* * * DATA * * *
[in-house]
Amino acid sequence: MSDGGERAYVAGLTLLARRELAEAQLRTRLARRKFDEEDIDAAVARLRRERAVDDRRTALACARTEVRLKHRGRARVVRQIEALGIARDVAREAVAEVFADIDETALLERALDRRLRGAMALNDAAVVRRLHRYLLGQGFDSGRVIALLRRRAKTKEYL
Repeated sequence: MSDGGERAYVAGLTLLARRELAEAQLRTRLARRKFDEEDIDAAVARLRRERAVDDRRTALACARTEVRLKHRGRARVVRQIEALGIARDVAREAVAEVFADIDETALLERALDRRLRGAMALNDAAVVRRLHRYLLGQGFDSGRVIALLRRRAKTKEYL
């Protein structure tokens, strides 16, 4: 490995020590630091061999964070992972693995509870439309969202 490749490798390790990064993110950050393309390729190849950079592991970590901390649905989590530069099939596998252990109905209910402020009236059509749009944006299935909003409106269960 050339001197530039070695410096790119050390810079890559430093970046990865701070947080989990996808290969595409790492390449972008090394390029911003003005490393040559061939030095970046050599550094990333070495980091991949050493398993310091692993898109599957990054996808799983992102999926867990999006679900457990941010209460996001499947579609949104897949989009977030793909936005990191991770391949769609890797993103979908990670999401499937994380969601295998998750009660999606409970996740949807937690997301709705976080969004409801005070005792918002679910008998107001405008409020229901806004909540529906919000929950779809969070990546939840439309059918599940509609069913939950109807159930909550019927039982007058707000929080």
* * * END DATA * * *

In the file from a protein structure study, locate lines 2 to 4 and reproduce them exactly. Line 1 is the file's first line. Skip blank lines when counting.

Amino acid sequence: MSDGGERAYVAGLTLLARRELAEAQLRTRLARRKFDEEDIDAAVARLRRERAVDDRRTALACARTEVRLKHRGRARVVRQIEALGIARDVAREAVAEVFADIDETALLERALDRRLRGAMALNDAAVVRRLHRYLLGQGFDSGRVIALLRRRAKTKEYL
Repeated sequence: MSDGGERAYVAGLTLLARRELAEAQLRTRLARRKFDEEDIDAAVARLRRERAVDDRRTALACARTEVRLKHRGRARVVRQIEALGIARDVAREAVAEVFADIDETALLERALDRRLRGAMALNDAAVVRRLHRYLLGQGFDSGRVIALLRRRAKTKEYL
């Protein structure tokens, strides 16, 4: 490995020590630091061999964070992972693995509870439309969202 490749490798390790990064993110950050393309390729190849950079592991970590901390649905989590530069099939596998252990109905209910402020009236059509749009944006299935909003409106269960 050339001197530039070695410096790119050390810079890559430093970046990865701070947080989990996808290969595409790492390449972008090394390029911003003005490393040559061939030095970046050599550094990333070495980091991949050493398993310091692993898109599957990054996808799983992102999926867990999006679900457990941010209460996001499947579609949104897949989009977030793909936005990191991770391949769609890797993103979908990670999401499937994380969601295998998750009660999606409970996740949807937690997301709705976080969004409801005070005792918002679910008998107001405008409020229901806004909540529906919000929950779809969070990546939840439309059918599940509609069913939950109807159930909550019927039982007058707000929080």